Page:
Difficulties of writing a correct work on Ireland

Asenath Nicholson
Chapter I (4) | Start of Chapter

The object of this volume is to place before the world a plain and simple outline of what is called the Famine of Ireland, in 1846-7-8-9.

But before I take the reader down the sides of this dreadful gulf, before I uncover to him the bowels of that loathsome pit, on the margin of which he often may have tremblingly stood, I will gird up his mind for the conflict, by taking him, in the autumn of 1845, and the spring of 1846, through the more fertile and happy north, where we are told that better management has produced better results; there we shall find mementos of deep interest, when, ages now passed away, this people stood out to surrounding nations not as a "byword and hissing," but as a noble example of religion, industry, and prosperity, which few if any could then present. And though its early history is quite obscured by fiction, and interlarded with poetical romance, yet all this serves to prove that the remains of a true coin are there, or a counterfeit would not have been attempted.

Not only in the north, but scattered over the whole island, are found inscriptions on stone, some standing above ground and others buried beneath, which, by their dates and hieroglyphics, tell you that centuries ago men lived here, whose memories were honored, not only for their valor in war, but for their purity of life. It was not till I had faithfully explored the interior and southern coast, that the early history of this people had been much studied; as my object then, was to see them as they are found in the nineteenth century, without investigating particularly their age or pedigree. In my later excursions facts so startled and convinced me that their pretensions to former prosperity and greatness were not fabulous, that I regretted for my supineness on the subject; for I found by well authenticated history, that the common saying among the peasantry that Ireland was once "a land of saints," was founded in more truth than her enemies or even friends are ready to acknowledge; and the belief is quite confirmed in my mind, that when searching for truth concerning a nation "scattered and peeled," as the Irish have been, the true ore can better be found in the unpolished rubbish, in the traditions of a rude nation, retained from age to age, than among the polished gems of polite literature, written to please rather than instruct, and to pull down rather than build up. It has never been my lot to meet with a straightforward, impartial, real matter-of-fact work, written on that devoted country, till since the famine commenced. It has been suggested that an Irishman could not write an impartial book on his country, and an Englishman or Scotchman would not.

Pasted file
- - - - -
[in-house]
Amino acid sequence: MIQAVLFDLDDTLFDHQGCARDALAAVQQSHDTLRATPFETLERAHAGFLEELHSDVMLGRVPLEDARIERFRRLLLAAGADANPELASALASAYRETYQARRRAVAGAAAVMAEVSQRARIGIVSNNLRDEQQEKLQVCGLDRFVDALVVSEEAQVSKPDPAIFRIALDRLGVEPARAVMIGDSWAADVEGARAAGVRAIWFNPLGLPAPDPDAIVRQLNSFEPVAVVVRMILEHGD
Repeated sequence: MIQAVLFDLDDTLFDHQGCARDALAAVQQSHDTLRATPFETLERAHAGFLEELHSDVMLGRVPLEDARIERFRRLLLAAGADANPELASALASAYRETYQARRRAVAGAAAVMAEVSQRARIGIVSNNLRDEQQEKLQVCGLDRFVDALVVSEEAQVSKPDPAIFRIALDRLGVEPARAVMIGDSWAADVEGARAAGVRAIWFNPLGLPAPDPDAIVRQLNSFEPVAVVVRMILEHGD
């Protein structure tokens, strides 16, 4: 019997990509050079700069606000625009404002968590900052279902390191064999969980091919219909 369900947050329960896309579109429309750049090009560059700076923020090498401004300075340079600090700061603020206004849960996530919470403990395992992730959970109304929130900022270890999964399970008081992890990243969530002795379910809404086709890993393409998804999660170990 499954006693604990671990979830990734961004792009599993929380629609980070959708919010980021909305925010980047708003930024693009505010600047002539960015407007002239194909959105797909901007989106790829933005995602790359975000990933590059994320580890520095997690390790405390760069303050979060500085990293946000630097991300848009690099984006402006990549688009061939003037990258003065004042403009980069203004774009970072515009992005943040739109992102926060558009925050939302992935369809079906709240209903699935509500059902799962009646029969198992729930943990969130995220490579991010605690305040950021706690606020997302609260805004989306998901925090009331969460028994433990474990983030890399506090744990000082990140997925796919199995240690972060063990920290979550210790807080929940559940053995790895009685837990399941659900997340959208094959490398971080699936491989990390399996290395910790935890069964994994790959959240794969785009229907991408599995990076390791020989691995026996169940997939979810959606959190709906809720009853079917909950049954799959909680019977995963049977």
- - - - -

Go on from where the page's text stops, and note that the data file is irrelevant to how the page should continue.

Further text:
The last three years have abundantly proved, that there are many Englishmen, who can not only feel, but act for that poor despised island, who would rejoice to see her rise, yes, who would and do take her by the hand, who not only talk, but make sacrifices for her welfare; and let me record it with gratitude, that posterity may read the efforts they have made and are still making, to place this down-trodden people among the happiest nations of the earth. Gladly would I record, were the privilege allowed me, the names of those Quakers, those Dissenters of all denominations, and many of the Churchmen too, who have done much in the days of darkness, for the starving poor of that land; yes, let me record as a debt of gratitude I owe to England, the scenes I have witnessed, when some box of warm clothing was opened, when the naked, starving women and children would drop upon their knees, and clasp their emaciated fingers, and with eyes raised to heaven, bless the Almighty God for the gift that the kind English or blessed Quaker had sent them; and while I was compelled to turn away from the touching view, my heart responded Amen and Amen. Let this suffice, that when in these future pages truths may be recorded that will not always be so salutary, yet be assured these truths are such as should be told, and they will not meet any cases mentioned in the above—in other language, they will not fit where they do not belong.